A Microsoft-sponsored analysis released today reaffirms what many tech companies have long been saying: computing is more efficient when it's concentrated in the "cloud" at giant data centers.
The range of savings from having hosted vs. on-premise IT infrastructure is between 30 percent and 90 percent, according to the study, which was conducted by Accenture and sustainability consulting company WSP Energy & Environment.
The greatest energy and greenhouse reductions can be achieved by small businesses with fewer than 100 users. The study was designed around a comparison of three Microsoft applications--SharePoint, Exchange, and Dynamics CRM--in an on-premise mode or using the online versions.
The reasons for the lower energy use go to the nature of cloud computing, where large corporations, such as Microsoft, Google, and Amazon, run very large data centers and deliver software over the Internet. These companies specialize in running computing infrastructure and have a financial interest in adapting energy-saving technology, such as virtualization and dynamically provisioned software.
"Cloud providers spend a significant share of their company's operational expense on IT--much more than an average corporation with its own IT department," according to the report. "This circumstance leads to an increased focus on cost and efficiency improvement, driving optimization of data center and application performance beyond what many businesses can achieve on their own."
Intuitively, a shared infrastructure for computing is going to be more efficient than corporate IT data centers, which have traditionally dedicated specific servers and storage to separate applications in order to ensure reliability. But with a state-of-the art data center design and focus on reducing energy consumption, corporate data centers could be run very efficiently.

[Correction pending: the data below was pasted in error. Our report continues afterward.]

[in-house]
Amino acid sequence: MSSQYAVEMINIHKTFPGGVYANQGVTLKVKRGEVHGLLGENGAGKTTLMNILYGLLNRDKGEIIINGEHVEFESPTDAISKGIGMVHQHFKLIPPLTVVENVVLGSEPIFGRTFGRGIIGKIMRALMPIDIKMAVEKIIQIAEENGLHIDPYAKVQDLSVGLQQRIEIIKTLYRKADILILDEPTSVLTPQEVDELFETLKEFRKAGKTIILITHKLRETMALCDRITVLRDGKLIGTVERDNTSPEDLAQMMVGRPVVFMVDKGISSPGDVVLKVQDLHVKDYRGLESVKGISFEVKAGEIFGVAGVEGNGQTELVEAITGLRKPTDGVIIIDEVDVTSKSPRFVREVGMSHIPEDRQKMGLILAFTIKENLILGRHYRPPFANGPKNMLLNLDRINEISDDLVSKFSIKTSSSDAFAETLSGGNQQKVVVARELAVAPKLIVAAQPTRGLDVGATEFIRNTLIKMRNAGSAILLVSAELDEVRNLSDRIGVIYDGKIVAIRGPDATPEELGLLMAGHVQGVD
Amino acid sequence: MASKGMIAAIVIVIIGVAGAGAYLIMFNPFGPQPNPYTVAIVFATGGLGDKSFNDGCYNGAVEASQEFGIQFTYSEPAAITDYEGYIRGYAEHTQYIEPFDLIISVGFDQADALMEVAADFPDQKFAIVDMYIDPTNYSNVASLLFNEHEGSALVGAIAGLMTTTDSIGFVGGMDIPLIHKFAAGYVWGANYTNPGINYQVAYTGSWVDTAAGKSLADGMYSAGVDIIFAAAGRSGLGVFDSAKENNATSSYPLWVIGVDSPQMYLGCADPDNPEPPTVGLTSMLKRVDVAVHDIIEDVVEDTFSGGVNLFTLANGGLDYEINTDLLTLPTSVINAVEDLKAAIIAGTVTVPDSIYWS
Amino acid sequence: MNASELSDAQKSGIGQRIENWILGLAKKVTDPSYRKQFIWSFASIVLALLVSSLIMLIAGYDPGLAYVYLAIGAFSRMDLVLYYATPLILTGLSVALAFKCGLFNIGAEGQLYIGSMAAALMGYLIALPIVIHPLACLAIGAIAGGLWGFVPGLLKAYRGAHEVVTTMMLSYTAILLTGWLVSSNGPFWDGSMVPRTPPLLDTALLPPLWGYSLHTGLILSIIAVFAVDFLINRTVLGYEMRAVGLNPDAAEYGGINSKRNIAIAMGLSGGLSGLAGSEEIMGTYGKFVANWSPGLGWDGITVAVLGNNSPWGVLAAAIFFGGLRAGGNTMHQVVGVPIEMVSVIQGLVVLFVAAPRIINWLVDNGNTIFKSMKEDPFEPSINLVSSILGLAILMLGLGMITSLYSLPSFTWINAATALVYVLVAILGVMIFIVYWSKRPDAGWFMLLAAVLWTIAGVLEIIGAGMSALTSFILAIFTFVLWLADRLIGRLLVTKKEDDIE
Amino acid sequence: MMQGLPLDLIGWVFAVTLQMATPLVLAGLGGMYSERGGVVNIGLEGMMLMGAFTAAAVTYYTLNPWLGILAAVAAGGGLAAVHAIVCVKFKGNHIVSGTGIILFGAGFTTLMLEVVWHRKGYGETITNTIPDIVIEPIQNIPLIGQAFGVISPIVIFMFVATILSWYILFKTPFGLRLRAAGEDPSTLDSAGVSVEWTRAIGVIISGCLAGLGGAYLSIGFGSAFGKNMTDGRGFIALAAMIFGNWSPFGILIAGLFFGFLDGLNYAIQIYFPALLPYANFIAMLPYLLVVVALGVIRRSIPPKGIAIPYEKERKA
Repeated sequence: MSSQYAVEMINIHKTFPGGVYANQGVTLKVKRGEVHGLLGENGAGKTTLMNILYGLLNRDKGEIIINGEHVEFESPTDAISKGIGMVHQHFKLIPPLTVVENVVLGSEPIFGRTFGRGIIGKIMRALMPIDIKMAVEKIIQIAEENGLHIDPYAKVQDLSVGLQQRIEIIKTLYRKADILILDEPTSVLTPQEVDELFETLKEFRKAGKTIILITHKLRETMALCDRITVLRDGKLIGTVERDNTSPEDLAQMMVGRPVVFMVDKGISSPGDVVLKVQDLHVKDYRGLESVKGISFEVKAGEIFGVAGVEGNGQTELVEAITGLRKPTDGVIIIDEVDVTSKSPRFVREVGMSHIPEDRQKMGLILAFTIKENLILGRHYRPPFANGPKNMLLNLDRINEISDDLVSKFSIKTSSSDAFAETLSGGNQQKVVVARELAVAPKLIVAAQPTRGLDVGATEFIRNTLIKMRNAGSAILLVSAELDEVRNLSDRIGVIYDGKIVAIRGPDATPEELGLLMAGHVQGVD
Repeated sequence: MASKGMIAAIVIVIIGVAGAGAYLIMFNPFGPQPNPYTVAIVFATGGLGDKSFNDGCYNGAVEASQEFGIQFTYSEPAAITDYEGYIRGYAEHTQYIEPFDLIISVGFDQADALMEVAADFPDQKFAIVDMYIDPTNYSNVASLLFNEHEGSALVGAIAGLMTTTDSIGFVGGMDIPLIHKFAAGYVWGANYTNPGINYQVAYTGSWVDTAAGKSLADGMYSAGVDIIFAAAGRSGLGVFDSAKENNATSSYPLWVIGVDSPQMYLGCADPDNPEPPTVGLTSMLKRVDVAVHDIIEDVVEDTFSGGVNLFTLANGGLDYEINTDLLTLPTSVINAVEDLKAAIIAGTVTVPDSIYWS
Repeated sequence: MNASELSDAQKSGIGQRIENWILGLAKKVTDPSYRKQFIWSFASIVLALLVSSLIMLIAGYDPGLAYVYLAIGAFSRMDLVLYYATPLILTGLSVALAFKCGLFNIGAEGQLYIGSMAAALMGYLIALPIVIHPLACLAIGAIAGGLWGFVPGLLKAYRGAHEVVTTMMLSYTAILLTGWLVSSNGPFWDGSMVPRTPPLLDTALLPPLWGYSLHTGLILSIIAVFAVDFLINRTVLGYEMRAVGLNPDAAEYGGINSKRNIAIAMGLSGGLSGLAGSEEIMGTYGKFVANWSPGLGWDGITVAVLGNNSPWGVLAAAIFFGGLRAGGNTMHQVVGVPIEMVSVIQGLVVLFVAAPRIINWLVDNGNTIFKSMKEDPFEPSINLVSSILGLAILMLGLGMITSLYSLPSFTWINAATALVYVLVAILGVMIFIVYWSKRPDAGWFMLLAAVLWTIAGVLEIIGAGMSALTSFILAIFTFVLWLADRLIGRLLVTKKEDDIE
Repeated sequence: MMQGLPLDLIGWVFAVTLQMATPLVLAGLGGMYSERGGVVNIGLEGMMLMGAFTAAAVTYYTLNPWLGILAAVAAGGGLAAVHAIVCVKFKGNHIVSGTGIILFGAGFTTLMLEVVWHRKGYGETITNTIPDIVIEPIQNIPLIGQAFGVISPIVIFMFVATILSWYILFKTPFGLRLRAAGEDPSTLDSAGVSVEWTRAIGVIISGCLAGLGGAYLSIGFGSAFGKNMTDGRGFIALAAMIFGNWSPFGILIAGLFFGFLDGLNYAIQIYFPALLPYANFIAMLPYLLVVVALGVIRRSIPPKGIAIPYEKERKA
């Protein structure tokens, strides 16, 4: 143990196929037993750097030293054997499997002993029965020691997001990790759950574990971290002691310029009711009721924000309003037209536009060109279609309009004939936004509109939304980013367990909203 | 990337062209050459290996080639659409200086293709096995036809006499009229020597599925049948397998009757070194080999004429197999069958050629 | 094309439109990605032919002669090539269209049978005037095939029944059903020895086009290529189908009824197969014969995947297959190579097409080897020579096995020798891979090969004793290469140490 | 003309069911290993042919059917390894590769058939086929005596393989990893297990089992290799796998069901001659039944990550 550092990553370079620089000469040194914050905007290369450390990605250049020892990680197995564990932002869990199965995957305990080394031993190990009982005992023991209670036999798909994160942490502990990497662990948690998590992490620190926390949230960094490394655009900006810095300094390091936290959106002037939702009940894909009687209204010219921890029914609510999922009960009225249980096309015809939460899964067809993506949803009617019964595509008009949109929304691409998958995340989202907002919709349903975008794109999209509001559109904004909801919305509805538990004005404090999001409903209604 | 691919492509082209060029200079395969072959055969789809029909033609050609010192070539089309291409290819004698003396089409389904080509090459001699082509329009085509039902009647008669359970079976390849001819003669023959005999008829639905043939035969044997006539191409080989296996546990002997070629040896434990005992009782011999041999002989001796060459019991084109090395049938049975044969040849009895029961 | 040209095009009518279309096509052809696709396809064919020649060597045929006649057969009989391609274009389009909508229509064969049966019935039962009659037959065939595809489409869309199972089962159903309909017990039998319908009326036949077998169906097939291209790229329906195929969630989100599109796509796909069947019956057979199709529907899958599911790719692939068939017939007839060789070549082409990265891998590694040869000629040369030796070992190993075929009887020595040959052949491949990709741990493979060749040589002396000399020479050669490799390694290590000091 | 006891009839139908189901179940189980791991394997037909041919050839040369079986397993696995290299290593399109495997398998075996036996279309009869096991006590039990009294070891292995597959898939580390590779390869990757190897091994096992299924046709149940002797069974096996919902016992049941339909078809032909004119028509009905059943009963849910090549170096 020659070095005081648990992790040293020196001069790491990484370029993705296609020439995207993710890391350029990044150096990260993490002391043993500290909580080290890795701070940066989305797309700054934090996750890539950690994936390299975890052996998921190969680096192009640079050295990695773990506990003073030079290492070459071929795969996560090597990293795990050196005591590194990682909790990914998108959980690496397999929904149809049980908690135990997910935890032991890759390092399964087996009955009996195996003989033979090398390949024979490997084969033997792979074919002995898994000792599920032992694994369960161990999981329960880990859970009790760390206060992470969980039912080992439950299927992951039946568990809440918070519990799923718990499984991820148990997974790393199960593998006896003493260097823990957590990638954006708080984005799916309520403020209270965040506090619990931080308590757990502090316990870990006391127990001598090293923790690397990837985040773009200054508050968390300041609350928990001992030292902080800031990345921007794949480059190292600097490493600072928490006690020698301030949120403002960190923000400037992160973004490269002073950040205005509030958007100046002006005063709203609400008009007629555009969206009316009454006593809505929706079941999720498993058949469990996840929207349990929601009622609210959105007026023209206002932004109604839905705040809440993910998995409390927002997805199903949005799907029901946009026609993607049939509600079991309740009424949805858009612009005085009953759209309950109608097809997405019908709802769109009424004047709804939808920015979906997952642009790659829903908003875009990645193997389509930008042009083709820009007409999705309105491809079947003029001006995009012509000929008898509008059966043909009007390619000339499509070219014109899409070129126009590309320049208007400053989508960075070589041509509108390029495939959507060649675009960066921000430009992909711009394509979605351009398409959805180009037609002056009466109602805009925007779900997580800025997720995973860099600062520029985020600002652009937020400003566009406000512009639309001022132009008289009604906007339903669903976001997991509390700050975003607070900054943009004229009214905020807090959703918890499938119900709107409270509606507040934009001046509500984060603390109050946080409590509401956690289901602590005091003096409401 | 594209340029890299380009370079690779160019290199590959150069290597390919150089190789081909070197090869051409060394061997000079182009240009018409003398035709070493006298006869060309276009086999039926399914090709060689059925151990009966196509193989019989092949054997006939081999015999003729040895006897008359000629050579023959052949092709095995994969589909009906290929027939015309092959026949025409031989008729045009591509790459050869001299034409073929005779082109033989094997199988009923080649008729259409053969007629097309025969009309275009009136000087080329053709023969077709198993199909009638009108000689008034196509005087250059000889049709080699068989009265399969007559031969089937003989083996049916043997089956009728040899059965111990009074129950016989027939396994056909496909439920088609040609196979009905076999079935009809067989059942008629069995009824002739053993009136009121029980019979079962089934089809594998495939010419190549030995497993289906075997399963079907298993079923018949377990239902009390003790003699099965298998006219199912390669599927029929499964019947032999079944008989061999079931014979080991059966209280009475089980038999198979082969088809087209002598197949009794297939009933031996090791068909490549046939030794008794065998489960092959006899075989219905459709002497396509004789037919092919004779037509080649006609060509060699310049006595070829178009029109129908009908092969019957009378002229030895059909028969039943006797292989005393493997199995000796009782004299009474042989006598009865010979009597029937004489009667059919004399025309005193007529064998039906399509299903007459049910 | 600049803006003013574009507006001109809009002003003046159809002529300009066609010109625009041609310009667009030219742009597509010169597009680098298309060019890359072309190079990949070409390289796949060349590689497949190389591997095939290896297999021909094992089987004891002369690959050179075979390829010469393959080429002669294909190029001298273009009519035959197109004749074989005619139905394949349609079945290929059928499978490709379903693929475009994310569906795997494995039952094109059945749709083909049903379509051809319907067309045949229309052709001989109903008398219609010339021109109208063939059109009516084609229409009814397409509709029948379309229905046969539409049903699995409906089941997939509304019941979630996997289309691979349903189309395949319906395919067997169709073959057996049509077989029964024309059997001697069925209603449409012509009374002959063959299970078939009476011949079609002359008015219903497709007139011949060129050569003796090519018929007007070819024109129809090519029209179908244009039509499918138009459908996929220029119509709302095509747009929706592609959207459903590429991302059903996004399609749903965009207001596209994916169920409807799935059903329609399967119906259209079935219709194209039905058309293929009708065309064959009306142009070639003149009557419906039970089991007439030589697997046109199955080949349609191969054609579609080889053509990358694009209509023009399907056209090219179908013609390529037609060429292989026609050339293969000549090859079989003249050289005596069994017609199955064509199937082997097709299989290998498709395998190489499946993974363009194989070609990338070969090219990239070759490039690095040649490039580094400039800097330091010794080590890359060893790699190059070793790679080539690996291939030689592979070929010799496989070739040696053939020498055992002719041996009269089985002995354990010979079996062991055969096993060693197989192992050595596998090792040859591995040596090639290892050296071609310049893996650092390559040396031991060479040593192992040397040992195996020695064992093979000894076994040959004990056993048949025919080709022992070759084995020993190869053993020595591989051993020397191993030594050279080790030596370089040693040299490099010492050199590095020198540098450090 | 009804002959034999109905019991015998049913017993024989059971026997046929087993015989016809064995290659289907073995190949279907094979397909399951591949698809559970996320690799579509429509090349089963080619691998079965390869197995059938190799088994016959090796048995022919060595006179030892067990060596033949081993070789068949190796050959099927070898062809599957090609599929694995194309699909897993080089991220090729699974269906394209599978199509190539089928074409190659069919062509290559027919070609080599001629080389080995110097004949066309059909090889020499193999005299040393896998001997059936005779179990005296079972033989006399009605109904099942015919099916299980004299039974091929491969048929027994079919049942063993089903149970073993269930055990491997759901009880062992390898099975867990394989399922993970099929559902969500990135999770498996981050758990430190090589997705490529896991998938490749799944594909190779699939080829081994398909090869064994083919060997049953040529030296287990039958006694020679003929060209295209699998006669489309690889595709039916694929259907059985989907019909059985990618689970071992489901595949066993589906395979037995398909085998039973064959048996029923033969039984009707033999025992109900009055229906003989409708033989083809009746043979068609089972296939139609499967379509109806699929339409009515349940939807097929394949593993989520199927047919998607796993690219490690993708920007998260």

For applications where large amounts of data need to transported, it's better to have on-premise computing from an energy perspective, according to Earth2Tech, which says that the University of Melbourne will release a report to that effect next week.
Researcher Jonathan Koomey, an expert on efficiency and cloud computing, argues that there are inherent cost advantages to centralized computing in the cloud. His research has found that everything from online business applications to downloadable music results in energy reductions.
"There are powerful economic factors pushing us towards cloud computing," Koomey said at the Uptime Institute Symposium earlier this year, according to a report at Data Center Knowledge. "One of the major reasons is the more efficient use of power by cloud computing providers."
Beyond the cloud
Underlying the discussion about energy efficiency and IT is the growing understanding that more and more pollution is coming from computing. According to the EPA, data centers in the U.S. consumed 1.5 percent of total electricity in 2006.
But as more people rely on cloud-based services, energy consumption is projected to grow at a rate of 9 percent per year this decade, according to reports. (See PDF of Greenpeace study from earlier this year).
When it comes to cloud computing and energy, though, few companies appear willing to publish their total energy consumption or emissions, perhaps for competitive reasons. One way to be more transparent about cloud computing energy use would be for these companies to publish the efficiency of their data centers and disclose any plans to lower them.